Raising a teenager can be a difficult – if not occasionally daunting – task for any parent. Many parents will agree that one of the most nerve-wracking parts of the whole experience is when your kids start driving, especially when they start driving on their own.

Regardless of how skilled your teen is and how well you trained them, they are still young and inexperienced. Not only that, but you also have to worry about who else may be on the roads.

Terrifying as it is, accidents involving young driver happen with unfortunate frequency. It’s one of the scariest moments in any parent’s life, but knowing what to do can help you and your family get through it.

On the Scene

If your child ever does get into an accident – whether you are with them or not – the steps you need to follow are mostly the same. The key is to not give in to your panic and keep your head as clear as possible.
Stay Calm
Remaining calm is easier said than done, but it is critical in any emergency. Your family – your teen driver – will be taking cues from you. If you can project an outward calm, it will help them do so as well.

          Have Them Call 911
The first thing your child needs to do after an accident is to move to a safe location and call 911. It is recommended that you have this discussion with your child when they first start driving, in case they have an accident when you are not with them.

Most teenagers’ first reaction will be to call their parents right after an accident, but you need to make sure that first responders are on their way. If you need to remain on the line with them, have your child ask someone else to call 911, or you can call them on a different line.

          Take Pictures 
It will probably be the farthest thing from your mind, but taking pictures of the scene is critical. A renowned personal injury law firm for the Sarasota area suggests taking pictures from various angles and capturing a complete picture of and injuries and damages. This will make all the difference later when dealing with insurances, or if you need to pursue legal action against the other party.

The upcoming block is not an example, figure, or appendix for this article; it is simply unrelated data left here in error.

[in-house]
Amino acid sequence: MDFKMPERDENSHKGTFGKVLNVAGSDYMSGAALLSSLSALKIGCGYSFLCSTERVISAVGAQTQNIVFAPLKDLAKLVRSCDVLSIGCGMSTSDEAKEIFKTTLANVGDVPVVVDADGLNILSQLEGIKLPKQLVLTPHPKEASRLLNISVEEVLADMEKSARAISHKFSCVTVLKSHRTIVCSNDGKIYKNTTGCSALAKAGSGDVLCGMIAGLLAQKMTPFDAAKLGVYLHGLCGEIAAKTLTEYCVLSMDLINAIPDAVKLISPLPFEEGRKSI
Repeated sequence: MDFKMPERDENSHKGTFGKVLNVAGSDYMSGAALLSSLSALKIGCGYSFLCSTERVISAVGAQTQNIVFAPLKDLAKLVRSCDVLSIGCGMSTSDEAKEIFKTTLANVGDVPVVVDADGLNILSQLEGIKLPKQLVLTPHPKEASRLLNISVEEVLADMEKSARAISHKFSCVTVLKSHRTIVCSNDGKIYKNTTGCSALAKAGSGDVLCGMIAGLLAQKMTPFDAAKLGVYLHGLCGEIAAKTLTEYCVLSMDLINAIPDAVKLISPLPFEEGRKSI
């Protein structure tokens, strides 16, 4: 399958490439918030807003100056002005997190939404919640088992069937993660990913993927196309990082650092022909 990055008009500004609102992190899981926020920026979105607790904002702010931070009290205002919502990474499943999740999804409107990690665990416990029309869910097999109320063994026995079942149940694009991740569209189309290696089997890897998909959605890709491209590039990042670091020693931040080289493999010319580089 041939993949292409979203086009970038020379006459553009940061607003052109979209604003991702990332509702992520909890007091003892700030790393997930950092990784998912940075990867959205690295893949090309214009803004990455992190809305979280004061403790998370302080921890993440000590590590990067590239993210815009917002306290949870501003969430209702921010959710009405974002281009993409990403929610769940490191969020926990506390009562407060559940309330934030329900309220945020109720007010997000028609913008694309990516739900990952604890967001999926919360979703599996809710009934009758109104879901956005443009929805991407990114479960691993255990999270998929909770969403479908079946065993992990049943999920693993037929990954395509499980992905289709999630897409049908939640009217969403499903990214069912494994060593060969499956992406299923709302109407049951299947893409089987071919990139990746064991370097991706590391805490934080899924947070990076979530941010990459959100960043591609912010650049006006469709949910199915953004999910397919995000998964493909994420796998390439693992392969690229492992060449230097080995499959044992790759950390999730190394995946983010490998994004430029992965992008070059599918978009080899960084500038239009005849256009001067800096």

When the Dust Settles
After dealing with the initial accident, when any injuries have been treated and everyone is safe and calm, you might think it’s all over. But your teen might still be struggling with the accident without you realizing it. Here’s how you can help:
Get the Full Story
Make sure you get the full story – get the official police report but also hear your child’s side of the story. No matter whose fault the accident was, it is important to keep a level head when you have your teen walk you through what happened. This can be a good time to begin examining what went wrong and what you need to help them correct.

          Help Them Regain Their Confidence
Chances are, your child is in some way shaken up from their accident, and their confidence behind the wheel has taken a beating. A jumpy, nervous driver is almost as dangerous as a distracted driver, so it is important for the safety of your child and everyone else on the road that you help them regain their confidence.

This can be in the form of more practice sessions with you, or even practicing with a professional driver. Many sheriff’s offices offer defensive driving classes for teens, which can help both you and them regain their confidence.

By talking with your teen and taking these steps, you can help make sure your teen is informed and protected, both before, during, and after an accident.